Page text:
What I really want my kids to feel is loved. But I am not the only one qualified to give it to them. Moreover, I am not responsible for every feeling they have, every time they have them. Yes, it stinks when my kid asks why he can’t go on the cruise with us (we took 3 great vacations with them last year, so they are not being kicked to the curb.) But moping at a Captain’s Dinner or drooping across a zip line like an emo sack of potatoes when I should be making memories isn’t going to accomplish a thing…

…except maybe wife guilt. Yikes.

Guilt is not pure. Guilt is not productive. Guilt cannot be converted to love.

Therefore it is my pleasure to announce that I will be attempting my first guilt-free vacation in 14 years.

I will think of my kids, I will pray for them, and I will call them a bit too. I will even send postcards from our ports, and I will buy them overpriced souvenirs. But I will not ruin quality time with my husband to prove to myself that I am a good mom; because it never has and it never will.

Do you have mom guilt? When does it hit you the hardest? How do you fight back?

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I’ve been divorced. It was 9 years ago. My boys were toddlers at the time, and now one of them is planning on getting his permit next year. Yet, we still suffer from the ramifications of divorce. And in some ways, I suspect my kids always will.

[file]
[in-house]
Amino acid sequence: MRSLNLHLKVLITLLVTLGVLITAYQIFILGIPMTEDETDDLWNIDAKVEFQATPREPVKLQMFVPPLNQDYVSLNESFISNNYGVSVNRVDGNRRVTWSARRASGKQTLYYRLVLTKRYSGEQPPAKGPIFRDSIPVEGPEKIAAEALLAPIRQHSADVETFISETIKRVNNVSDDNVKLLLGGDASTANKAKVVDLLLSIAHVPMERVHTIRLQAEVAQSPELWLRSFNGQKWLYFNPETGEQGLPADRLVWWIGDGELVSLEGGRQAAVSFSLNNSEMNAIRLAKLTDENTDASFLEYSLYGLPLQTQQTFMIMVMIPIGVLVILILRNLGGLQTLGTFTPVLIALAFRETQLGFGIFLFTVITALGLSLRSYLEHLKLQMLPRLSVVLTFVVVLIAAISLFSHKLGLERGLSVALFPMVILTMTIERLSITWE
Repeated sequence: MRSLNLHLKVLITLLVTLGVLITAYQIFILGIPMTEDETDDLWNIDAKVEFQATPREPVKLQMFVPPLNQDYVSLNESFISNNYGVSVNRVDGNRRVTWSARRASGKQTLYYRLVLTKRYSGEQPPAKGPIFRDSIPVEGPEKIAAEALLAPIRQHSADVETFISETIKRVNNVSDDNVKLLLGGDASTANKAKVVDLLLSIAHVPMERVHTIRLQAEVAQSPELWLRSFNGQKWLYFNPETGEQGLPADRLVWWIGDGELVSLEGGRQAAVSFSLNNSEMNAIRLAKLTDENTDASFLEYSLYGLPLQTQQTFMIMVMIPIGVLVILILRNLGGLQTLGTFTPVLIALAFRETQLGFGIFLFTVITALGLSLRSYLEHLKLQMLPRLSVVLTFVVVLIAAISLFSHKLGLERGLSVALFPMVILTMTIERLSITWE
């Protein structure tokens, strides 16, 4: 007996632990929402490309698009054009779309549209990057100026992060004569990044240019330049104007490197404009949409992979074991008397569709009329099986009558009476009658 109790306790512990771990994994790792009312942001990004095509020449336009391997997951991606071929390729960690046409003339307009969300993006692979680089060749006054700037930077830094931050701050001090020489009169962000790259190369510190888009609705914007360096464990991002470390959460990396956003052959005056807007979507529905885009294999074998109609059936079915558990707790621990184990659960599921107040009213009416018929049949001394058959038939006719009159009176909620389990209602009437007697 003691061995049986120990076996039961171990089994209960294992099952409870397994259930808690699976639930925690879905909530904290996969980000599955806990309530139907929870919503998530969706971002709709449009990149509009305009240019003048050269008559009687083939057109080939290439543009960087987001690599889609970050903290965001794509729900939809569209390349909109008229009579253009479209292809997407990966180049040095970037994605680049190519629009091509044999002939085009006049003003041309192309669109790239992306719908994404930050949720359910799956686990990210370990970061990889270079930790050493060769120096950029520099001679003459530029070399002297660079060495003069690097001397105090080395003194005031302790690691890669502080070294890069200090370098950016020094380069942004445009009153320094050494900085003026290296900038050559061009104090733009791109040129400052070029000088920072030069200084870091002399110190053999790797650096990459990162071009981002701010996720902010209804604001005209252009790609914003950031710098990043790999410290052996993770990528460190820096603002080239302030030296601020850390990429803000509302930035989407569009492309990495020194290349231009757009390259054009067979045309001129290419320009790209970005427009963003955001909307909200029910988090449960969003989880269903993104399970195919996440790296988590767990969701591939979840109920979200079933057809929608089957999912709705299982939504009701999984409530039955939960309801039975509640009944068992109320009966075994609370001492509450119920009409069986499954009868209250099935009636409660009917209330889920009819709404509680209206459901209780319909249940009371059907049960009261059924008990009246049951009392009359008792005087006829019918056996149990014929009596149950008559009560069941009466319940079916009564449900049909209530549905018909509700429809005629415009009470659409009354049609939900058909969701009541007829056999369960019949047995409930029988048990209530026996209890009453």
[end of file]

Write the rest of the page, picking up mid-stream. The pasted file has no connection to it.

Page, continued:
I am not going to list biblical reasons for divorce. I am not going to offer my opinion on “good reasons” to divorce. I am not even going to share with you why I divorced my then-husband. I will tell you it took several years to make that decision. I will also tell you that I am remarried and that I am very satisfied and happy in my marriage. I will tell you, quite plainly though, that there is much pain that encompasses those who have been through a divorce, especially the children.

When I divorced in 2005, I worried about my kids. I worried what would become of them in the climate of the marriage I was in at the time. I worried how the divorce would shape them too. People told me, “kids are resilient; they will bounce back.” I liked hearing that, but years later, I wonder if they really knew what they were talking about.

My boys are good boys. I have a good relationship with them, and I am confident that I always will. They also really love their step-dad. They spend equal amounts of time at my house, and at their dad’s house. They don’t want for material possessions, athletic opportunities, educational opportunities, or chances to worship God. They are well fed, well clothed and healthy.

But there is more to them than that. Divorce, and the subsequent changes to their lives has forever changed them. Now I worry if they will have a chance at a lifelong marriage, or if their paradigm is forever changed in a way that will shape their relationships forever. I see them struggle in ways that children from non-divorced homes don’t seem to suffer. It is devastating at times.

There are many things I could say about divorce, divorce recovery, parenting plans, counseling, etc. And at some point, I will write about all of those things. But right now, I feel it is urgent for me to just say this, it is not too late for you to reconsider your divorce.

If you knew a couple that was about to get married, that had no business getting married, would you tell them? Would you tell them to forget about all the guests who are planning to attend their wedding? Would you tell them to forget about the money they had spent? I would. I would tell them to consider their forever, and not just their now, or how people would view them for changing their minds. Rows of guests in their Sunday best is not a reason to say, “I do.”